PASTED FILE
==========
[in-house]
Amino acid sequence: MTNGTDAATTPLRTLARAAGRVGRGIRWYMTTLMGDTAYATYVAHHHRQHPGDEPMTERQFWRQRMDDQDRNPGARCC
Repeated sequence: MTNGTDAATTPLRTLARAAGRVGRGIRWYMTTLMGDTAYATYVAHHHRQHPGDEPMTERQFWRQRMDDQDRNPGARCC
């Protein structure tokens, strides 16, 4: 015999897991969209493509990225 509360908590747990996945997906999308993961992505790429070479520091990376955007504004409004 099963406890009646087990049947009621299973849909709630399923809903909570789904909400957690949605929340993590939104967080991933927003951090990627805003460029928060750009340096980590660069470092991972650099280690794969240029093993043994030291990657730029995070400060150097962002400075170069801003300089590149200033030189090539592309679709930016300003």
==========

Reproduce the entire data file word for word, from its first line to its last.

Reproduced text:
[in-house]
Amino acid sequence: MTNGTDAATTPLRTLARAAGRVGRGIRWYMTTLMGDTAYATYVAHHHRQHPGDEPMTERQFWRQRMDDQDRNPGARCC
Repeated sequence: MTNGTDAATTPLRTLARAAGRVGRGIRWYMTTLMGDTAYATYVAHHHRQHPGDEPMTERQFWRQRMDDQDRNPGARCC
């Protein structure tokens, strides 16, 4: 015999897991969209493509990225 509360908590747990996945997906999308993961992505790429070479520091990376955007504004409004 099963406890009646087990049947009621299973849909709630399923809903909570789904909400957690949605929340993590939104967080991933927003951090990627805003460029928060750009340096980590660069470092991972650099280690794969240029093993043994030291990657730029995070400060150097962002400075170069801003300089590149200033030189090539592309679709930016300003």